Sunday, November 1, 2015

Fluence / Stephen Oram

Reviewed by: Pete Barber

Genre: Contemporary Dystopian

Approximate word count: 90-95,000 words

Kindle US: YES UK: YES Nook: YES Smashwords: NO Paper: YES
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Stephen Oram lives in Fitzrovia, London. As a teenager he was heavily influenced by the ethos of punk. In his early twenties he embraced the squatter scene and then joined a religious cult, briefly. He did some computer stuff in what became London's silicon roundabout and is now a civil servant with a gentle attraction to anarchism. His fascination with exploring our darker places through near-future fiction prompted him to imagine alternative worlds and then write about them.”


"Amber is young and ambitious. Martin is burnt out by years of struggling. She cheats to get what she wants while he barely clings on to what he has. 
It’s the week before the annual Pay Day when strata positions are decided by the controlling corporations. The social media feed is frenetic with people trying to boost their influence rating while those above the strata and those who’ve opted out pursue their own manipulative goals.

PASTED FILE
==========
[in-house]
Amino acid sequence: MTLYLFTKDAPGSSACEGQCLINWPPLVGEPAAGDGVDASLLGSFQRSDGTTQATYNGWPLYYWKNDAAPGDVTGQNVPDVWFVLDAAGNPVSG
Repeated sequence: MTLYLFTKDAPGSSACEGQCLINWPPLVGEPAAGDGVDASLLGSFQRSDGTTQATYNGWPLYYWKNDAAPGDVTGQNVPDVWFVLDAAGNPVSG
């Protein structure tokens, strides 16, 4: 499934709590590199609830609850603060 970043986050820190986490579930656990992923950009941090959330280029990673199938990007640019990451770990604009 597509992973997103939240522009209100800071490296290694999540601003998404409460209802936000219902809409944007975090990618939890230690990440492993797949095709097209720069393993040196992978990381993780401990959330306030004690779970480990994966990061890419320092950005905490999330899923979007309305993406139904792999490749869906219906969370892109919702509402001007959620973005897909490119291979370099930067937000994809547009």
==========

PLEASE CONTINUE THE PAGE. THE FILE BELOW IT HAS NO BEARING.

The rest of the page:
Set in a dystopian London, Fluence is a story of aspiration and desperation and of power seen and unseen. It’s a story of control and consequence. It’s the story of the extremes to which Amber and Martin are prepared to go in these last ten thousand minutes before Pay Day."


If you decide to try this novel, I suggest you buckle your mental seatbelt. The world in which Amber and Martin exist is about as zany a place as any I’ve come across whilst reading through Al’s list. Amber dresses and acts like a high-society member of The Hunger Games' Capital City. Martin is haunted and stressed and as out of place in his strata-level as George Orwell’s Winston Smith in 1984.

The strataed-society with its color-coded citizens (nice touch) manipulated by a small group of corporate conglomerates is not an uncommon theme in this genre. Nor is the concept of an underclass of “outliers” who reject the controlled society in favor of freedom. If I have a complaint of the novel it would be that the central theme is unclear. At times the scenes are so directionless that it’s hard to see what purpose they play in advancing the story. But by the same token, those scenes are so crazy and off-the-wall and imaginative and just plain weird that I found myself enjoying them in-the-moment and to heck with the plot.

Overall, I enjoyed spending a few hours sharing Mr. Oram’s wild imaginings.

Format/Typo Issues:

English spelling, but nothing that would cause an American reader pause.

Rating: **** Four stars

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